I call it FINALLY getting my act together.

So, I quit my job on Monday.  You know, the thing that pays the mortgage, and lets me buy ridiculous pairs of shoes, and also eat.

But there’s got to be more than that to life, right?  I mean, a paid mortgage and a fridge full of food isn’t the be-all-end-all recipe for a happy life, is it?  If it were, there’d be a shit ton more happy people around, no?

I don’t think that it is, and that’s why I handed in my badge and turned over my business cards, and closed the door on the job I’ve had since I was 23, a decade of experiments and presentations, annual reviews and bonuses and one buy-out I managed to survive (Funny story: an ex of mine wrote me a crowing letter telling me that as a shareholder he’d voted to approve the takeover, while I was still in the dark about whether or not I’d have a job at the end of the day.  Ok, so maybe it’s not that funny).

I should mention that I know, I mean, I REALLY KNOW, that I am lucky enough that I CAN quit my job.  That J makes enough to support us both, that my nest egg is in place for just such an occasion, and that with a little more attention to detail we can make do without my salary.  I also know there are plenty of people out there for whom quitting is the stuff of dreams, and for them, my heart cries.  What if we could ALL do what we really and truly wanted?

For the past three years, I’ve lazed around in bed, hitting the snooze so often it turned ITSELF off, most likely irritated by the sound of its own plaintive buzzing.  I’ve dilly-dallied in the shower, tweezed my eyebrows instead of getting dressed, driven to the coffee shop a little bit farther out of the way, all to delay the inevitable.  When I’d finally pull into the parking lot at the office, I’d force myself out of the car and into my desk chair, or my lab coat, and plod through my day.  Experiments that could get put off did, and paperwork got shuffled to the side until some deadline lit a fire under my ass.  I’m lucky the work I did do was always good, and I skated by on that more often than not.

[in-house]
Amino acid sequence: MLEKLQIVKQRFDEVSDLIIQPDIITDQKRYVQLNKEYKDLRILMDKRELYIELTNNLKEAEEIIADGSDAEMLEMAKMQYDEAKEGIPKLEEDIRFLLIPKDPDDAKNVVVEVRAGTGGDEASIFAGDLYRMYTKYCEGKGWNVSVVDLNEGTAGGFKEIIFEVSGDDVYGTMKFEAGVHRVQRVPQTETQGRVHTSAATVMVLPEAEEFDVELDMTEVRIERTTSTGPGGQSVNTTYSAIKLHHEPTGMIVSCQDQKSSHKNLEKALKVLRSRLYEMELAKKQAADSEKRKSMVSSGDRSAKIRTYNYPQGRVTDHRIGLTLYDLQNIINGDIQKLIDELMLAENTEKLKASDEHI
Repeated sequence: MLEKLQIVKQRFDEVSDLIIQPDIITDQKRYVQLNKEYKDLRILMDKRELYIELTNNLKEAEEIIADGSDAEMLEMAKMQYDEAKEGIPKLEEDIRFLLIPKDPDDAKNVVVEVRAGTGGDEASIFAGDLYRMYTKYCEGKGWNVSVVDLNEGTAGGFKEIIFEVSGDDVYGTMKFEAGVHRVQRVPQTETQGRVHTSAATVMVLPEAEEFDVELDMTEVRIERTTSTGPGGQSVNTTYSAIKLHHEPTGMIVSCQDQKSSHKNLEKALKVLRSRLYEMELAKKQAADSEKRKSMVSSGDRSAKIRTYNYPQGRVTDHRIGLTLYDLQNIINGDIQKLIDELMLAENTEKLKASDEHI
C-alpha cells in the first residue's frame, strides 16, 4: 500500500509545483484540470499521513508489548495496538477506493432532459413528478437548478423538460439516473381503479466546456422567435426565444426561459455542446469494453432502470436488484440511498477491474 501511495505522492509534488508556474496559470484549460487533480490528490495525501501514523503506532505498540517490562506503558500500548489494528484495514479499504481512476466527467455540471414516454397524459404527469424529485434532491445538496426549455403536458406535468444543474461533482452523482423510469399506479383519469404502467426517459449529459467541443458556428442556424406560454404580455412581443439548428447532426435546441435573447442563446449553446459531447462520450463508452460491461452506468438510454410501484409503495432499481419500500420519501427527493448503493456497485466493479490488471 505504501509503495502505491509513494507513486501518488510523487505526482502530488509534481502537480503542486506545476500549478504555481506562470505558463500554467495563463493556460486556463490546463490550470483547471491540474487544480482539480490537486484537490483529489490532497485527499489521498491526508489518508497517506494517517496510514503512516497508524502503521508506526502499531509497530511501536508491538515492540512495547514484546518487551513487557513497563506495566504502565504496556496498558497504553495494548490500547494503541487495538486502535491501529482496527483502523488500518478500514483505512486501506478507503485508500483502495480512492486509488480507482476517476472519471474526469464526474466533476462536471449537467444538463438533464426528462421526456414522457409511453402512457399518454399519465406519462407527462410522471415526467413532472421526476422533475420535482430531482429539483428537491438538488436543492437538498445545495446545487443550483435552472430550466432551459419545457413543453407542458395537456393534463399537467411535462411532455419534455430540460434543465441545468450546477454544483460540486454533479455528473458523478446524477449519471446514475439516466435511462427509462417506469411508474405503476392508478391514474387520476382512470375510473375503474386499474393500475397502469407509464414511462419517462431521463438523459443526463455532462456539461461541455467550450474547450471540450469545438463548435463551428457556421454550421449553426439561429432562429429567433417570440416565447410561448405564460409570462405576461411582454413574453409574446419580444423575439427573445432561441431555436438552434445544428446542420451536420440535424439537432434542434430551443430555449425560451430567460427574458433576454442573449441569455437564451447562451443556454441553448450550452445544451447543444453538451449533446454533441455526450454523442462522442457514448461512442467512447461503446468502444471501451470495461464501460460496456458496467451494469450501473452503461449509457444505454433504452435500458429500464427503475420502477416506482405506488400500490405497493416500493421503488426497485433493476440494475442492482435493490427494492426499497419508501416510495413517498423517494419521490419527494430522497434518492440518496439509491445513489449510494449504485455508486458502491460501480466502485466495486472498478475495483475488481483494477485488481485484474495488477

I tried to pull it together, I really did.  I took an internal transfer, thinking a change of project and a change of pace might propel me into a more productive state.  It worked, like all half measures, for a while.  And then I’d be back to rolling in sheepishly at 10am, watching the clock desperately for it to be time to leave.  Add into the mix a heavy handed micromanager of a boss, and even my good work couldn’t cover my deepening disgust with my work environment.

Which is why two supervisors were necessary at my annual review.  As well as a document countersigned by Human Resources, and a giant box of tissues I tried desperately to wave off, even though I was drowning in my own snot.

So I turned in my letter of resignation on Monday, and quit my job.  “Quitter,” the mean little voice in my head whispers, reminding me that I haven’t told my mother I’ve quit yet.  It’s a good thing I’ve managed to squelch that little voice like a bug beneath my shoe, because here’s the thing.  While I suppose, technically, that I could have stayed on and tried harder, and made it work, the expense would have been too great.  That bad review made it clear what my body had been trying to tell me for months, if not years: YOU HATE THIS.  DO SOMETHING DIFFERENT.

I’d like to think of it less as quitting, and more like stopping banging my head against a brick wall.  More like giving myself permission to do something (anything!) different.  Time to go find out what I really want to do.  I’m not sure what that is, and between here and there is a trip to Paris and a move to Southern California, so it will be a while before any of us know what’s next.  I’m looking forward to it anyways.